The Collective Intelligence Genome References (6) 1. T.W. Malone, “The Future of Work” (Boston: Harvard Business School Press, 2004); J. Howe, “Crowdsourcing” (New York: Crown Business, 2008); J. Surowiecki, “The Wisdom of Crowds” (New York: Doubleday, 2004); Y. 2. 3. 4. i. ii. Show All References Acknowledgments Funding for this work was provided by the MIT Center for Collective intelligence, including special support for this project by BT Group plc. A CyberOrganism Model for Awareness in Collaborative Communities on the Internet To appear in: International Journal of Intelligent Systems (IJIS), January, Vol. 12, No. 1. pp. 31-56. (draft copy) The Internet/World Wide Web has grown very rapidly to become a major resource supporting collaborative activities in a wide range of groups, disciplines and communities. [This is a final draft, the article appears in: International Journal of Intelligent Systems 1997, Vol. 12. One of the problems of supporting scientific collaboration on the Internet is that of maintaining awareness between remote research partners that activities had occurred in one location that affected those in another. The World Wide Web (W3) was developed to be a pool of human knowledge, which would allow collaborators in remote sites to share their ideas and all aspects of a common project.5 The phenomenal growth of the web can be attributed to its emergent growth property: the ability for a new state of being to emerge naturally from a synergy among existing systems. Collective Awareness Boundary.
Collective Intelligence Thursday, Oct. 4, 2007 5 - 7 p.m. Bartos Theater Abstract A conversation about the theory and practice of collective intelligence, with emphasis on Wikipedia, other instances of aggregated intellectual work and on recent innovative applications in business. Speakers Karim R. Thomas W. Alex (Sandy) Pentland is the Toshiba Professor of Media Arts and Sciences at MIT where he directs the Media Lab's Human Dynamics research program. Summary By Greg Peverill-Conti [this is an edited summary, not a verbatim transcript] David Thorburn introduced the evening’s panel, explaining that the idea of collective intelligence has been a topic that the Communications Forum has covered in the past. He asked panelist Thomas Malone to provide a definition and overview of collective intelligence. Malone said the Communications Forum is an example of collective intelligence, in that it seeks to take advantage of the intelligence of the audience. Wikipedia is also an example of collective intelligence. Discussion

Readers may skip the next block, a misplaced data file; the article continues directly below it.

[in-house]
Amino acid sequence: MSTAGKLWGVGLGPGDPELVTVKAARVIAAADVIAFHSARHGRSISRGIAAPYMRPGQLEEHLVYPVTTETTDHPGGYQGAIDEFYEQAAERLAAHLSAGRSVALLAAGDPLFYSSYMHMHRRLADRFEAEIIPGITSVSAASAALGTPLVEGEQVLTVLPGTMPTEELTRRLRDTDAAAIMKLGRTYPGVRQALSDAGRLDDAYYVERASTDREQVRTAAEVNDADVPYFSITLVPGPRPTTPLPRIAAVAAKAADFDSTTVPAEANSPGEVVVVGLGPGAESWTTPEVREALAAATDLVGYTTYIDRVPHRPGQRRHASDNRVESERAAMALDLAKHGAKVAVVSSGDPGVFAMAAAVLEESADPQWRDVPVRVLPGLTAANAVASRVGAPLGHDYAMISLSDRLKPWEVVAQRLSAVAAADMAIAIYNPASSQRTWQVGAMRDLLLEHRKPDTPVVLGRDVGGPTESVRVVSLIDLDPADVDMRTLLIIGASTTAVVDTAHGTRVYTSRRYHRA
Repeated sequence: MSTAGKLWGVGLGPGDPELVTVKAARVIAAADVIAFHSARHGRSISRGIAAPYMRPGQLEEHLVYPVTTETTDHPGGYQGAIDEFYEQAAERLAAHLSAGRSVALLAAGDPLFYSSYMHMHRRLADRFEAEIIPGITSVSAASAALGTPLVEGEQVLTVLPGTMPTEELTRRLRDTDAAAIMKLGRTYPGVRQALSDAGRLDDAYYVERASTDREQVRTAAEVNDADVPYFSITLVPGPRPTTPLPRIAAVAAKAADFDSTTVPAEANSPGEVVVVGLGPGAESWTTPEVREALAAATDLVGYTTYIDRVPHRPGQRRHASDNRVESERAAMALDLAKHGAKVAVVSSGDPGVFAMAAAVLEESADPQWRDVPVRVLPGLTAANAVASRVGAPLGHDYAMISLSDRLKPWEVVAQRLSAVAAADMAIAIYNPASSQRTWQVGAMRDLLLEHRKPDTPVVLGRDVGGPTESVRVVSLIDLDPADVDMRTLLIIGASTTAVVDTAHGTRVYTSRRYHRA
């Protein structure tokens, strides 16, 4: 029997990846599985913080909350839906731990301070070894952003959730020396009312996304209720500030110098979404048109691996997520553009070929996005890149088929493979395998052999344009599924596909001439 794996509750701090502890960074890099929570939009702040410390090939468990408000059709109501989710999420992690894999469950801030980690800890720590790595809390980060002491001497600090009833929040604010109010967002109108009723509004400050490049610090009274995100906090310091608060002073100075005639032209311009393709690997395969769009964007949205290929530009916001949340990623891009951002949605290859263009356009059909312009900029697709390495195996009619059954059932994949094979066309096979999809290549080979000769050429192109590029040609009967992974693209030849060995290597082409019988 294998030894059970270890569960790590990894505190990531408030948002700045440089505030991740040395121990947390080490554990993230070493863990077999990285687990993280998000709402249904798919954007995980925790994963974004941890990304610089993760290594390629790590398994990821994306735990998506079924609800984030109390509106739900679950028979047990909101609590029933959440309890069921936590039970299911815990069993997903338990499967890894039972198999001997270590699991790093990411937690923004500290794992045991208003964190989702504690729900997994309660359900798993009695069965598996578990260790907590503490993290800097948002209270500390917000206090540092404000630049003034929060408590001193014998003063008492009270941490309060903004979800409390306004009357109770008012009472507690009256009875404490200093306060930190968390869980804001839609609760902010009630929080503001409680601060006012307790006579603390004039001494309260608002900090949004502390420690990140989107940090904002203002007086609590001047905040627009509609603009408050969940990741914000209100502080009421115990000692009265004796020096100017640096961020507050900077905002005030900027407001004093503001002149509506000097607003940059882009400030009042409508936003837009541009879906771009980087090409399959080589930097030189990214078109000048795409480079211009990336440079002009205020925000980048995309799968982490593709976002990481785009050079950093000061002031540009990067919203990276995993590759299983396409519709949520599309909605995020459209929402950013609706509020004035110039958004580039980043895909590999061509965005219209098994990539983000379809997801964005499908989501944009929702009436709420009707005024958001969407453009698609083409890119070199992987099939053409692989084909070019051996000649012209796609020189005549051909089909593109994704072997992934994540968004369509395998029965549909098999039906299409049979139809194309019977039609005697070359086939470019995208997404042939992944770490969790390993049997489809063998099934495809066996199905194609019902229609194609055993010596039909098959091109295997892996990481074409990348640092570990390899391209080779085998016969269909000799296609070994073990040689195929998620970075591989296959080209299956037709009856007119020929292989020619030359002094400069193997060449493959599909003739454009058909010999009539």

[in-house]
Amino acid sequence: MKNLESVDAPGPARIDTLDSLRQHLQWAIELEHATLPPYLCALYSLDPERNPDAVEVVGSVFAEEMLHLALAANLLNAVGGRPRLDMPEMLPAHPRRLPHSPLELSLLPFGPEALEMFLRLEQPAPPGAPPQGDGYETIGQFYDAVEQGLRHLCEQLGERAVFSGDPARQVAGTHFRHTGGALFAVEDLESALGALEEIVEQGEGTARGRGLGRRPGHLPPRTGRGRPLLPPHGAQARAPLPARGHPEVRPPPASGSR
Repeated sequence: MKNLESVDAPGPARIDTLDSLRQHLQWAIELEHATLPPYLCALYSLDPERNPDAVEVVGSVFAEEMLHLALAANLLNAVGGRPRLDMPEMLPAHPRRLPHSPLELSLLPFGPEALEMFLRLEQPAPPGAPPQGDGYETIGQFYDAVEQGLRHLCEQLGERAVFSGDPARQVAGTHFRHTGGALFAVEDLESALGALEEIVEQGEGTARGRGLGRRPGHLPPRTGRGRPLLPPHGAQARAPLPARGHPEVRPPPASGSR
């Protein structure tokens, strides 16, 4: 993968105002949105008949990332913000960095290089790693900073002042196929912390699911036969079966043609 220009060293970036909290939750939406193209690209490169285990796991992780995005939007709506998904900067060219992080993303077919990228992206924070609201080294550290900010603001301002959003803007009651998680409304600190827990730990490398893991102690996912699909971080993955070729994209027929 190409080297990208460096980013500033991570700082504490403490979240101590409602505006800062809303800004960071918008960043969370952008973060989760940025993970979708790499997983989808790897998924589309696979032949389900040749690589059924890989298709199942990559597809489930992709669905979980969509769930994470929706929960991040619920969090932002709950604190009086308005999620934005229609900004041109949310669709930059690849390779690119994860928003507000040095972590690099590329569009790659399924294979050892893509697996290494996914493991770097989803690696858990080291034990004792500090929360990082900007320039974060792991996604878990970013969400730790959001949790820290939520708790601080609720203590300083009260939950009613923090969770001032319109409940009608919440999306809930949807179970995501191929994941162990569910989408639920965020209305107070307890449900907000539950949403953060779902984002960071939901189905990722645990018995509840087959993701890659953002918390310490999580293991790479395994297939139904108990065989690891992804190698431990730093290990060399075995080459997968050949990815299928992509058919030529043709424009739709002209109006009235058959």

Creating Internet Intelligence: Wild Computing, Distributed Digital ... - Ben Goertzel Decisions 2.0: The Power of Collective Intelligence Information markets, wikis and other applications that tap into the collective intelligence of groups have recently generated tremendous interest. But what”s the reality behind the hype? Image courtesy of “American Idol.” The human brain is a magnificent instrument that has evolved over thousands of years to enable us to prosper in an impressive range of conditions. The good news is that, thanks to the Internet and other information technologies, we now have access to more data — sometimes much more data — about customers, employees and other stakeholders so that, in principle, we can gain a more accurate and intimate understanding of our environment. To be sure, companies have long used teams to solve problems, focus groups to explore customer needs, consumer surveys to understand the market and annual meetings to listen to shareholders.
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"Collective Intelligence 2012": Prof. Tom Malone on how new technologies are changing the ways people and computers work together | MIT Sloan Experts Collective intelligence, in some form, has been around at least as long as humans have. Families, armies, countries, and companies have all—at least sometimes—acted collectively in ways that seem intelligent. But in the last few years, a new kind of collective intelligence has begun to emerge: groups of people and computers, connected by the Internet, collectively doing intelligent things. These examples of Internet-enabled collective intelligence are not the end of the story but just the beginning. The organizing committee spent some time debating the scope of the conference, and we ended up defining it as behavior that is both collective and intelligent. Collective intelligence (CI) is an emerging interdisciplinary field that overlaps with many other disciplines, including computer science, management, network science, economics, social psychology, sociology, political science, and biology (e.g., social insects). Read more about the conference in the Boston Globe and Boston Herald
Peter Gloor, Research Scientist, MIT 03-19-09 Interview Transcription Copyright 2010 Betsey Merkel and I-Open. Creative Commons 3.0Attribution-Noncommercial-No Derivative Works. Institute for Open EconomicNetworks (I-Open) 4415 Euclid Ave 3rd Fl Cleveland, Ohio 44103 USA about being all members of a swarm and these COINS – theseCollaborative Innovation Networks – for me, they are the mainbuilding blocks of those self-organizing groups of people that I call theswarms. Swarm Creativity is...working together & being part of one world [00:04:06] I will go on a little bit about the aspect of what creativeswarms can do and what we are, how we are putting it to productiveuse and one thing that the swarms do is they express themselves inblogs and on landforms and so on, and if we look at what they say weassume they “put their money where their mouth is” or to phrase itdifferently “they will do tomorrow what they say today “ or to phrase it